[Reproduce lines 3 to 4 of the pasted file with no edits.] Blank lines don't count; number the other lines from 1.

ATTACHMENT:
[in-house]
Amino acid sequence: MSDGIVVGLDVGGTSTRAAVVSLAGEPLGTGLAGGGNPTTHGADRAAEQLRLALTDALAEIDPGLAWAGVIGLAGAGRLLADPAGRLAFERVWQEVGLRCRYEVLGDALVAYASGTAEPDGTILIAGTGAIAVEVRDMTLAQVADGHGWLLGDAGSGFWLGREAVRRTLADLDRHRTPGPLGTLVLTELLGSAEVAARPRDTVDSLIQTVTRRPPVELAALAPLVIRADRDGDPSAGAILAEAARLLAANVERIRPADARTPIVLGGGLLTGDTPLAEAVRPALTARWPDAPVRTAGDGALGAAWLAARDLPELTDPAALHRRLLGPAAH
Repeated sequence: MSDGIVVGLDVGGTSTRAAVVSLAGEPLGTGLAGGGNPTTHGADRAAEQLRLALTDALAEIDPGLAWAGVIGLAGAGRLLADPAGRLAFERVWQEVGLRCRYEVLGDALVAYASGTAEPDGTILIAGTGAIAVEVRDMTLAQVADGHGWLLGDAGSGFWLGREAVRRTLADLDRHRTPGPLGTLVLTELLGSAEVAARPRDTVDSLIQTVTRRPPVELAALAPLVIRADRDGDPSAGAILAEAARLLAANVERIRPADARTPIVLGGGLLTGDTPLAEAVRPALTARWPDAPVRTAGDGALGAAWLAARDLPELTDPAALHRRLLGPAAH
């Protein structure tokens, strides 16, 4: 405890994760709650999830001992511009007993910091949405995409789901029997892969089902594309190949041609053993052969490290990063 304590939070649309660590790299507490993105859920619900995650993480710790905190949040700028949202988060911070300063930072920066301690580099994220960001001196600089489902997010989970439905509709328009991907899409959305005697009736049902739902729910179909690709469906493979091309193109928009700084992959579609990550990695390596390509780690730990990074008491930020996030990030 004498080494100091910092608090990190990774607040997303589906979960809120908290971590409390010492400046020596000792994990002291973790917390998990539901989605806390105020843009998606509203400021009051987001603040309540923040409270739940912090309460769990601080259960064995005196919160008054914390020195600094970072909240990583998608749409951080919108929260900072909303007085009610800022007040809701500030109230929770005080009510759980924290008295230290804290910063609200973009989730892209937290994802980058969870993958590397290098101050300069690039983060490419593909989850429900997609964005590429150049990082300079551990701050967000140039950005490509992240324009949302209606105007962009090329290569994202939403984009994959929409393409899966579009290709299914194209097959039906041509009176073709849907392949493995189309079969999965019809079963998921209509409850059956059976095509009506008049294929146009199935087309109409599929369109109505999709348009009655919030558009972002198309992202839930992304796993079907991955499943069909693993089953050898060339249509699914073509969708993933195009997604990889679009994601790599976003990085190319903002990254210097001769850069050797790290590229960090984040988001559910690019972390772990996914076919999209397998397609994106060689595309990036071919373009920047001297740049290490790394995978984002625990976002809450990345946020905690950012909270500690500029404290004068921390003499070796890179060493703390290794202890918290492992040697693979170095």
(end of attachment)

Repeated sequence: MSDGIVVGLDVGGTSTRAAVVSLAGEPLGTGLAGGGNPTTHGADRAAEQLRLALTDALAEIDPGLAWAGVIGLAGAGRLLADPAGRLAFERVWQEVGLRCRYEVLGDALVAYASGTAEPDGTILIAGTGAIAVEVRDMTLAQVADGHGWLLGDAGSGFWLGREAVRRTLADLDRHRTPGPLGTLVLTELLGSAEVAARPRDTVDSLIQTVTRRPPVELAALAPLVIRADRDGDPSAGAILAEAARLLAANVERIRPADARTPIVLGGGLLTGDTPLAEAVRPALTARWPDAPVRTAGDGALGAAWLAARDLPELTDPAALHRRLLGPAAH
């Protein structure tokens, strides 16, 4: 405890994760709650999830001992511009007993910091949405995409789901029997892969089902594309190949041609053993052969490290990063 304590939070649309660590790299507490993105859920619900995650993480710790905190949040700028949202988060911070300063930072920066301690580099994220960001001196600089489902997010989970439905509709328009991907899409959305005697009736049902739902729910179909690709469906493979091309193109928009700084992959579609990550990695390596390509780690730990990074008491930020996030990030 004498080494100091910092608090990190990774607040997303589906979960809120908290971590409390010492400046020596000792994990002291973790917390998990539901989605806390105020843009998606509203400021009051987001603040309540923040409270739940912090309460769990601080259960064995005196919160008054914390020195600094970072909240990583998608749409951080919108929260900072909303007085009610800022007040809701500030109230929770005080009510759980924290008295230290804290910063609200973009989730892209937290994802980058969870993958590397290098101050300069690039983060490419593909989850429900997609964005590429150049990082300079551990701050967000140039950005490509992240324009949302209606105007962009090329290569994202939403984009994959929409393409899966579009290709299914194209097959039906041509009176073709849907392949493995189309079969999965019809079963998921209509409850059956059976095509009506008049294929146009199935087309109409599929369109109505999709348009009655919030558009972002198309992202839930992304796993079907991955499943069909693993089953050898060339249509699914073509969708993933195009997604990889679009994601790599976003990085190319903002990254210097001769850069050797790290590229960090984040988001559910690019972390772990996914076919999209397998397609994106060689595309990036071919373009920047001297740049290490790394995978984002625990976002809450990345946020905690950012909270500690500029404290004068921390003499070796890179060493703390290794202890918290492992040697693979170095």